VUB scientists seek sustainable alternatives to concrete

VUB scientists seek sustainable alternatives to concrete

Three research groups at the Vrije Universiteit Brussel are working together in a major European project exploring new alternatives to concrete. Architectural Engineering (ARCH), Mechanics of Materials and Constructions (MEMC), and Physical Chemistry and Polymer Science (FYSC) are joining forces for the Reconstruct project. Standard concrete construction requires a lot of energy and raw materials and thus has a significant environmental cost. The Reconstruct project aims to improve the composition of concrete, introduce more modular building systems and improve traceability through a materials passport for every building. The project is supported by 16 European partners and funded under the EU’s Horizon Europe research programme.

“We are experimenting with concrete that incorporates elements other than the traditional ones,” says VUB professor Hubert Rahier. “The materials that make the biggest contribution to concrete’s environmental impact are cement and reinforcement steel. So, with the Reconstruct partners, we are testing low-carbon, low-impact alternatives. These could be recycled products from the demolition of concrete structures or other recycled materials combined with textile reinforcement. We hope to eventually replace both these base elements.”

To eliminate cement from the production process, the VUB team is developing an innovative concrete that uses alkali-activated cement. It incorporates granulated blast furnace and pretreated biomass ash. “With this material, we can cut up to 80 per cent of carbon emissions compared to ordinary cement,” says Rahier. “Its production also contributes to the circular economy, as it contains large quantities of industrial by-products.”

VUB is also working with local construction partners to develop a lightweight, modular floor system that uses not only recycled concrete but also textiles such as glass fibre to replace the reinforcing steel. “In traditional concrete construction, you need a thick layer of concrete cover to prevent the steel from corroding,” says professor Tine Tysmans. “You don’t have that problem if you use glass fibre as the reinforcement, meaning you can make much thinner concrete. This means not only that fewer raw materials are needed for concrete elements, but also that the foundations are lighter, so there are ecological and economic gains during the transport and construction process.”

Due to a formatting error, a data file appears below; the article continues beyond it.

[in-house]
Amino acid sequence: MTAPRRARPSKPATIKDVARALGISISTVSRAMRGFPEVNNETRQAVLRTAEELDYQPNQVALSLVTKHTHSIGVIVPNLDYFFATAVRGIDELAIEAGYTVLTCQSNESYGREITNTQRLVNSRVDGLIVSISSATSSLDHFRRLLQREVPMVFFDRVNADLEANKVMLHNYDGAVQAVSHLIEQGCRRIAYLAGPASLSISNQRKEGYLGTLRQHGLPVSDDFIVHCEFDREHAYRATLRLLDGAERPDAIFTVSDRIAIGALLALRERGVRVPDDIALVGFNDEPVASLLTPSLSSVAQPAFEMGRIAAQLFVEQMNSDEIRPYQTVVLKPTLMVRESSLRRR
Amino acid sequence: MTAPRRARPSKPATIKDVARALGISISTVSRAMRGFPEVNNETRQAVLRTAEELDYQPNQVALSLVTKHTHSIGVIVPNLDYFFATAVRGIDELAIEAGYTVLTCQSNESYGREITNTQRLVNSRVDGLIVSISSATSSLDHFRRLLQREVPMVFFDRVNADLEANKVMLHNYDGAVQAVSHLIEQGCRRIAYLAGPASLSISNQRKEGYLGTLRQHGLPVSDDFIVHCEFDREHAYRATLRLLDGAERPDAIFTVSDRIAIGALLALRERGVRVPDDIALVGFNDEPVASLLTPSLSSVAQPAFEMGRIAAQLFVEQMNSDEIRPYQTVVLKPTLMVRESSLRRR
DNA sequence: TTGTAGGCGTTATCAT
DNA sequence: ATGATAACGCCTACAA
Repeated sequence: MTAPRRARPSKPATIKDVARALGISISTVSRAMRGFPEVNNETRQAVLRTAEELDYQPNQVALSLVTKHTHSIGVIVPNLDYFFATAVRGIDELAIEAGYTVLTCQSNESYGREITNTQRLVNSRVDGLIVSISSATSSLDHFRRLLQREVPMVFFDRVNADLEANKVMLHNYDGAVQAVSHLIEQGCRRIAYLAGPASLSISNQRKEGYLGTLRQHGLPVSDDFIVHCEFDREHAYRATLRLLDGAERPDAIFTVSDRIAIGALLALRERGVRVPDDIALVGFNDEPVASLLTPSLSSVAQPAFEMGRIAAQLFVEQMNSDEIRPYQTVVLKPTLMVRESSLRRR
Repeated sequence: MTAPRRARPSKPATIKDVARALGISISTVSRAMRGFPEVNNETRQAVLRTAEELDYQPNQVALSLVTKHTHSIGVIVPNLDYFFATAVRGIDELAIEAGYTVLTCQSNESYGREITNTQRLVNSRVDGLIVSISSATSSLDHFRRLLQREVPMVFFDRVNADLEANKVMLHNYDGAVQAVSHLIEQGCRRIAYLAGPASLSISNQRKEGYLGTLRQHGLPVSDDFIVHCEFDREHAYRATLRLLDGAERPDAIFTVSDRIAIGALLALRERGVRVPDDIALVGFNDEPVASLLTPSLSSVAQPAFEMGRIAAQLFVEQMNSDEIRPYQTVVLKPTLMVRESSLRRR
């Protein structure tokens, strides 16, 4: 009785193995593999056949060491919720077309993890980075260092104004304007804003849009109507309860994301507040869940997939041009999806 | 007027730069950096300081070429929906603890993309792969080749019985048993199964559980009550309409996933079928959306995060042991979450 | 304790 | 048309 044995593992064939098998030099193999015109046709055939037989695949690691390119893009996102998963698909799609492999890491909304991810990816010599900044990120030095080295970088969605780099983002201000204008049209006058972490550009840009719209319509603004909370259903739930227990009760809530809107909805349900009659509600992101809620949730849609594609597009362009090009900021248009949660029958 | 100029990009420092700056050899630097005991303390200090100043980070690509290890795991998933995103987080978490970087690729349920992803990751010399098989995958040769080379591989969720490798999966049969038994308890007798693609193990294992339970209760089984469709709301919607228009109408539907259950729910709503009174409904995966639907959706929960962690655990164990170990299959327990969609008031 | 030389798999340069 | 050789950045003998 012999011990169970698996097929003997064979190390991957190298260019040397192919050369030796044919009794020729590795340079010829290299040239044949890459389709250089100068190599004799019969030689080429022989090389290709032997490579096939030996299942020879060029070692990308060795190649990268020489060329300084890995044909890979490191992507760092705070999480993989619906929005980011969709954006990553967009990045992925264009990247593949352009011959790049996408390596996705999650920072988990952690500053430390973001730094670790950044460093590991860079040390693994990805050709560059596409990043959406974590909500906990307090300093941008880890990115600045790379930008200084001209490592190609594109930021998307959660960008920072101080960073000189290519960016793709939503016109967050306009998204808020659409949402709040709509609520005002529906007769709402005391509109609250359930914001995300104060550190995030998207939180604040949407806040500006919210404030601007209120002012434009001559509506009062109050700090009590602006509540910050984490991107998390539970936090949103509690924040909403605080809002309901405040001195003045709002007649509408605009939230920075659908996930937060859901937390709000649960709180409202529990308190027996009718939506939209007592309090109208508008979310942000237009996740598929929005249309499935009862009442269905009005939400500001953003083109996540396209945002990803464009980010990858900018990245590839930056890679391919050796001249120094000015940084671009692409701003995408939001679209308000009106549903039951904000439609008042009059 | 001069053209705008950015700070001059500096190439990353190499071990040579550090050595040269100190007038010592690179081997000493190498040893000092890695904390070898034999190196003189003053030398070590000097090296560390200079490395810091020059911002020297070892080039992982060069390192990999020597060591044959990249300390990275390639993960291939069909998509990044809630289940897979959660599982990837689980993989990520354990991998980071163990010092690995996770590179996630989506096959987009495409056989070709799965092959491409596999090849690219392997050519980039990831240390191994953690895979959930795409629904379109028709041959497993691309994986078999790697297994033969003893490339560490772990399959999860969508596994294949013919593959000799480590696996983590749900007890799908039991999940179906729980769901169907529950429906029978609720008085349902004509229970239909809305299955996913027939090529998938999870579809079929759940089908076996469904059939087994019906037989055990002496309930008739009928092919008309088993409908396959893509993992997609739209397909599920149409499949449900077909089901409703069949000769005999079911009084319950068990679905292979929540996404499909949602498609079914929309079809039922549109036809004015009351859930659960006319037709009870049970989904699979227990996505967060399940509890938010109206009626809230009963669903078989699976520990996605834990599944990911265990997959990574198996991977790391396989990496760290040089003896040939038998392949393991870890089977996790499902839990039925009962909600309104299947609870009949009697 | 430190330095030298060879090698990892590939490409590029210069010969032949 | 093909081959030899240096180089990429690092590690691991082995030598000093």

Changing the composition of concrete is only the first step. We also need to learn to reuse concrete. “On the building site, concrete structures are often cast together to create one large monolith. After demolition, we can then only recycle the basic materials,” says researcher Jeroen Poppe. “Disassembling the structure for reuse is unnecessarily difficult with poured concrete.”

The Reconstruct partners therefore advocate a shift to dry construction and modularity in the design of concrete structures. By dry-stacking standard prefab elements, it should become possible to disassemble the building completely instead of demolishing it. “The more generic the elements, the more easily they can be reused in another setting afterwards,” says Poppe.

VUB will test how prefab construction systems can make a difference with a demonstration at the Green Energy Park in Zellik. A building will be erected for that purpose, which can be disassembled in sections. Individual parts will then be replaced with new, circular concrete elements and tested for strength and durability.

To complement its technical strategy, Reconstruct is also applying digital techniques: using product passports and digital twinning, they want to track materials along the value chain. “With digital tools and AI-based technology, we want to help build predictable, local supply chains for reclaimed materials,” says Poppe. “This allows us to see at any time where existing components will become available in the construction chain, what action we need to take to recover them and how we can reuse them in new buildings.”

More information

Jeroen Poppe: +32 473 82 40 03
​Hubert Rahier: +32 494 12 99 63
​Tine Tysmans, Michael El Kadi, Gulsen Nazerian, Niels De Temmerman, Waldo Galle


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Frans Steenhoudt
Frans Steenhoudt Perscontact wetenschap en onderzoek


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